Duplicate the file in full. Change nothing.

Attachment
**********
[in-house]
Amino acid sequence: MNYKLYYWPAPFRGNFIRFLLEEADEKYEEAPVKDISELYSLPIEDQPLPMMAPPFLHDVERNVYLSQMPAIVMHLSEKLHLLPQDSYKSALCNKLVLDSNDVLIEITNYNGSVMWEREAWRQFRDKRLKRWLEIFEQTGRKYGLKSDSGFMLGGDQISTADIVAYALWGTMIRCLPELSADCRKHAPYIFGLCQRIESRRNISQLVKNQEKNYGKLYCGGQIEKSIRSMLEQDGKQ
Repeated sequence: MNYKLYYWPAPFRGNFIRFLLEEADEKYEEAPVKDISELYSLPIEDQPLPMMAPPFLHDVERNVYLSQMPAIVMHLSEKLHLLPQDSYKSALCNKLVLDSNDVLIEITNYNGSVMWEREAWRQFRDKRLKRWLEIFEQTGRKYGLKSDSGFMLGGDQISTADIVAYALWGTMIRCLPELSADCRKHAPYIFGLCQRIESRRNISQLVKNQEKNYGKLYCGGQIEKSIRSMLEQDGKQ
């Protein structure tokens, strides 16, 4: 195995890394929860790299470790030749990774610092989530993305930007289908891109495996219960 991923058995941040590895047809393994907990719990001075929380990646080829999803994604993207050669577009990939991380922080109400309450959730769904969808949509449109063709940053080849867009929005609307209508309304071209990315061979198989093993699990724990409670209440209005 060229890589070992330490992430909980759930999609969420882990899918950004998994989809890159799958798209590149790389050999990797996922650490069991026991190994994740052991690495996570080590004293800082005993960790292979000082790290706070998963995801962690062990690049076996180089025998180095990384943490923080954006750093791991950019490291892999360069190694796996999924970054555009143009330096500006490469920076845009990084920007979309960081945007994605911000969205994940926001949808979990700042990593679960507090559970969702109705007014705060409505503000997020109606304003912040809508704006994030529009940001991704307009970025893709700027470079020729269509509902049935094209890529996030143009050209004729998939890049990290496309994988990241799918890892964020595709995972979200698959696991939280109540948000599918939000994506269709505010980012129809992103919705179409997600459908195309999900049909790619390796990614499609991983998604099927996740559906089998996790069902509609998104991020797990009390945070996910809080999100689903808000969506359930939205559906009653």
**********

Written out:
[in-house]
Amino acid sequence: MNYKLYYWPAPFRGNFIRFLLEEADEKYEEAPVKDISELYSLPIEDQPLPMMAPPFLHDVERNVYLSQMPAIVMHLSEKLHLLPQDSYKSALCNKLVLDSNDVLIEITNYNGSVMWEREAWRQFRDKRLKRWLEIFEQTGRKYGLKSDSGFMLGGDQISTADIVAYALWGTMIRCLPELSADCRKHAPYIFGLCQRIESRRNISQLVKNQEKNYGKLYCGGQIEKSIRSMLEQDGKQ
Repeated sequence: MNYKLYYWPAPFRGNFIRFLLEEADEKYEEAPVKDISELYSLPIEDQPLPMMAPPFLHDVERNVYLSQMPAIVMHLSEKLHLLPQDSYKSALCNKLVLDSNDVLIEITNYNGSVMWEREAWRQFRDKRLKRWLEIFEQTGRKYGLKSDSGFMLGGDQISTADIVAYALWGTMIRCLPELSADCRKHAPYIFGLCQRIESRRNISQLVKNQEKNYGKLYCGGQIEKSIRSMLEQDGKQ
């Protein structure tokens, strides 16, 4: 195995890394929860790299470790030749990774610092989530993305930007289908891109495996219960 991923058995941040590895047809393994907990719990001075929380990646080829999803994604993207050669577009990939991380922080109400309450959730769904969808949509449109063709940053080849867009929005609307209508309304071209990315061979198989093993699990724990409670209440209005 060229890589070992330490992430909980759930999609969420882990899918950004998994989809890159799958798209590149790389050999990797996922650490069991026991190994994740052991690495996570080590004293800082005993960790292979000082790290706070998963995801962690062990690049076996180089025998180095990384943490923080954006750093791991950019490291892999360069190694796996999924970054555009143009330096500006490469920076845009990084920007979309960081945007994605911000969205994940926001949808979990700042990593679960507090559970969702109705007014705060409505503000997020109606304003912040809508704006994030529009940001991704307009970025893709700027470079020729269509509902049935094209890529996030143009050209004729998939890049990290496309994988990241799918890892964020595709995972979200698959696991939280109540948000599918939000994506269709505010980012129809992103919705179409997600459908195309999900049909790619390796990614499609991983998604099927996740559906089998996790069902509609998104991020797990009390945070996910809080999100689903808000969506359930939205559906009653």